Energy inefficiency in Xojo

If you participate in t’other forum, you may have seen an interesting thread, where I made a discovery with Xojo shell class. Several members advised me to file a feedback with Xojo, but I’ve become pessimistic and bitter about filing any kind of feedback with Xojo.

Today, I decided that I should at least give it “one more try”…

I’ve discovered the Xojo shell class is energy inefficient when running asynchronous tasks (and potentially workers). It’s been pointed out, that’s because the Xojo shell class replicates a shell and isn’t the best tool for running commandline apps.

When using NSTask (via declares) to run an asynchronous task, the calling application’s energy usage dropped by 90% ~ 98%. Another advantage of using NSTask is that I was able to request the macOS to run the executable on the efficiency cores of a ARMac, thus reducing energy usage even further.

There are two Xojo feedbacks for this functionality .
#26605 - NSTask functionality is required for running console applications in a Sandboxed application
#66317 - Add QualityOfService parameters to Xojo Workers and shells

If anyone is interested in using NSTask in their Xojo made applications, I have made available, the source code that I used for this test (and from within my application).

I do hope that Xojo will either improve their Shell class or implement a NSTask class, so they can help Xojo customers reduce any wasted electricity.


I slapped together a little app using the traditional Shell method and indeed it is less efficient (at least on the Mac). Oddly, it gathers a lot less data than your method. I suspect there is something about the piping machinery Xojo uses to set up the Shell that causes /usr/bin/log to pause writing, while the NSTask infrastructure somehow buffers it more efficiently.

The efficiency gain isn’t huge, because the app only consumes 2-3% of my CPU while running and gathering data, but your app consumes a mere .4%, and every bit helps.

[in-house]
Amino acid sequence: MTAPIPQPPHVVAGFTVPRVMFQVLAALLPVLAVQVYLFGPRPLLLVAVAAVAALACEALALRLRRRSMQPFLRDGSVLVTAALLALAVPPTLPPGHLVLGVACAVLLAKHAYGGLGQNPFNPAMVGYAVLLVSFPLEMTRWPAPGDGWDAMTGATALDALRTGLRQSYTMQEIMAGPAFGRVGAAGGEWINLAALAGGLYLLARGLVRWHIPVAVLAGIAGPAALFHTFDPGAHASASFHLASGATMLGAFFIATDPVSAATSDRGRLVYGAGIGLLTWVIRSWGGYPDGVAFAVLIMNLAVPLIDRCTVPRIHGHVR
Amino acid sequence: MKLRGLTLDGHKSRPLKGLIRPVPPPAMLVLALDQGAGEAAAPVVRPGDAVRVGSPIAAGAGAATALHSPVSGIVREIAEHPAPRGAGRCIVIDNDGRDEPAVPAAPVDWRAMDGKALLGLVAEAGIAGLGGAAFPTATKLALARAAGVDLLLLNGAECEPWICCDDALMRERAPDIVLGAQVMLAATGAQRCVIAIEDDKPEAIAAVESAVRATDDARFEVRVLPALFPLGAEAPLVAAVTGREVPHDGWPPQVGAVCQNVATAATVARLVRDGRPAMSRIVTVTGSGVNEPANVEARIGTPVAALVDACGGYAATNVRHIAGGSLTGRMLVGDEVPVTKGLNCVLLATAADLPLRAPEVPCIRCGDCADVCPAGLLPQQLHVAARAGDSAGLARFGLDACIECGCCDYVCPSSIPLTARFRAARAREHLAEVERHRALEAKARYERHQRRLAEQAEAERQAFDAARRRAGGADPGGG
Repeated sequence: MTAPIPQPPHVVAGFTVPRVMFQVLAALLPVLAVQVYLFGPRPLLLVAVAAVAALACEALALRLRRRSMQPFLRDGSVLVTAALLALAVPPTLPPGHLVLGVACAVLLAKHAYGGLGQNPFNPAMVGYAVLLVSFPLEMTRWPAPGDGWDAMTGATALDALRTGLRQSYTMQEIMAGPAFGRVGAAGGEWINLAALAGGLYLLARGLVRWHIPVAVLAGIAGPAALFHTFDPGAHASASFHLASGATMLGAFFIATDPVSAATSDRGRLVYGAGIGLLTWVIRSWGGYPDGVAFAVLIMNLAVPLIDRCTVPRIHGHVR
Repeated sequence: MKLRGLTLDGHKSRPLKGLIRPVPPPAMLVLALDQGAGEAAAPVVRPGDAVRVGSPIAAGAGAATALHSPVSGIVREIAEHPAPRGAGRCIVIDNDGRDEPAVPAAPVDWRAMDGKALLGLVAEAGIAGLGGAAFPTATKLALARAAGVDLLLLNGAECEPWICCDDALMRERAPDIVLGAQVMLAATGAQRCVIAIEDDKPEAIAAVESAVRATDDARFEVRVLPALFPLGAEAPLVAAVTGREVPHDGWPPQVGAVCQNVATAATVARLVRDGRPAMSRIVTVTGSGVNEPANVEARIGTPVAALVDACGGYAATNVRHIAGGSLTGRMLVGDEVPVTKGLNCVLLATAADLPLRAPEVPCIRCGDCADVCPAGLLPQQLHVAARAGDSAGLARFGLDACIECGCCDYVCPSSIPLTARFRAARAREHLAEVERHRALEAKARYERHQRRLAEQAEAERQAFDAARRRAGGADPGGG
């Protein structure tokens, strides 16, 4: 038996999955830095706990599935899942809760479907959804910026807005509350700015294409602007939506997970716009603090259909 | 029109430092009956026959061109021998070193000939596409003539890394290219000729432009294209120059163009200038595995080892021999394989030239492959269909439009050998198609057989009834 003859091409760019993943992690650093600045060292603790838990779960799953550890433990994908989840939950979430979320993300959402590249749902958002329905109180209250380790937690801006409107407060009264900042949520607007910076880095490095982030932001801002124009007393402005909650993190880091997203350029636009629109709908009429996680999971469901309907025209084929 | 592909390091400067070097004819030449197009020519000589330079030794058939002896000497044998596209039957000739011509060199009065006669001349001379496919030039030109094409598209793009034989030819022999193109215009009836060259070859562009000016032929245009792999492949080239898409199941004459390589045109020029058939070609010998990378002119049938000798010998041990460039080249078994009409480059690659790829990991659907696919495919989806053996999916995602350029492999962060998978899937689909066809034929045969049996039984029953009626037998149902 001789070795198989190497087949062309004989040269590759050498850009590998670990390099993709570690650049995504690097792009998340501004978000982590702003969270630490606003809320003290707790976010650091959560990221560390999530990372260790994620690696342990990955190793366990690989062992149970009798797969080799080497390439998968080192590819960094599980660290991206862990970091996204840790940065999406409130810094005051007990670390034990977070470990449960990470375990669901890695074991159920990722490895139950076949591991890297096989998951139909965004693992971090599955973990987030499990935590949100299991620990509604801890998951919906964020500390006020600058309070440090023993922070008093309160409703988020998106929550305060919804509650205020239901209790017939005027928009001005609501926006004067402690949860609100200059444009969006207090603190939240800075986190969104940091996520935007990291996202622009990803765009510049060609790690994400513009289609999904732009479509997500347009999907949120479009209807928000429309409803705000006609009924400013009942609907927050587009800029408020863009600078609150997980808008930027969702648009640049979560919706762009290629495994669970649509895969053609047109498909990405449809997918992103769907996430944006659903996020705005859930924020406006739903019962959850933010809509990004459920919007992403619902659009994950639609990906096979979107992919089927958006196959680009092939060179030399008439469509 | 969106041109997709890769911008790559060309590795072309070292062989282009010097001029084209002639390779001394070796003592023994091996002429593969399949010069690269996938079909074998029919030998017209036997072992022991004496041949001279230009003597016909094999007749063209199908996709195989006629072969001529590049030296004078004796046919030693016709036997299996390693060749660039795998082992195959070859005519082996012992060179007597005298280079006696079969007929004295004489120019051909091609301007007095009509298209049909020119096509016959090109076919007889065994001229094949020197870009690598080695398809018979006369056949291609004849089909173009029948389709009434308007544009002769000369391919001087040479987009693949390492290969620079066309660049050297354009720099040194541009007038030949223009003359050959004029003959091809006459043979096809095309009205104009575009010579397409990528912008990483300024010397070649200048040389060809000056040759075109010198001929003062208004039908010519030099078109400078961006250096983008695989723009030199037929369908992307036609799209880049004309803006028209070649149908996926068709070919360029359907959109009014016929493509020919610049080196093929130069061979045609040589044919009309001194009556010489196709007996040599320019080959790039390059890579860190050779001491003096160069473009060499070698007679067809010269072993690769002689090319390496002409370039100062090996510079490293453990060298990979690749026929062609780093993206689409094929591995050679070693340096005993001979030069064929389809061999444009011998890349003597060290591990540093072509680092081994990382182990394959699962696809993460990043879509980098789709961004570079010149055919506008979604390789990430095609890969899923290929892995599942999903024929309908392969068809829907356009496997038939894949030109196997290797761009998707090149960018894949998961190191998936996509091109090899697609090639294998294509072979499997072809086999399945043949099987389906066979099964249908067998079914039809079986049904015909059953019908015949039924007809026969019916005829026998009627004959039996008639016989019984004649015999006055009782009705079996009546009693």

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Some notes on how I tested this.
My primary tests were done using a 1 minute timer, I pragmatically captured the number of interrupts and CPU time at the start and at the end of the minute.

Xojo Shell: ~ 50,000 wakeups, ~3.5 seconds of a CPU time.
NSTask (Most efficient): ~ 12 wakeups, as low as 0.01 seconds of CPU time…
NSTask (2nd efficient): ~ 20 wakups, as low as 0.06 seconds of CPU time.

While running the Shell test, I’ve seen the following message posted to the console log.

symptomsd[227:6d239c] [] RESOURCE_NOTIFY trigger for My Application.debug [61292] (45001 CPU wakes over 143.00s seconds, violating limit of 45000 CPU wakes over 300.00s seconds)

Which also causes crashReporter to write a wakeups_resource.diag report… Thus increasing the machine’s energy usage.

The secondary tests were conducted in the application, which is left “running” for hours, because I didn’t cap how long the second tests ran for, I converted the results to CPU usage (apps CPU time / total CPU time).

Xojo Shell: 5.64% CPU usage.
NSTask (most efficient): 0.02% CPU usage.
NSTask (2nd Efficient): 0.11% CPU usage.

Huh? I didn’t even check that. I wonder if it’s because I’m capturing both the error output and standard output?

I also mention the “most efficient test”, because yes there is a way to do it even more efficiently, which is to only extract the data from the pipe at the end of the test, however after several hours I run into the max_buffer limitation on the pipe, and so I had to use the 2nd most efficient technique I’d researched.

It indeed may very, but you’re still using 80% less CPU and electricity.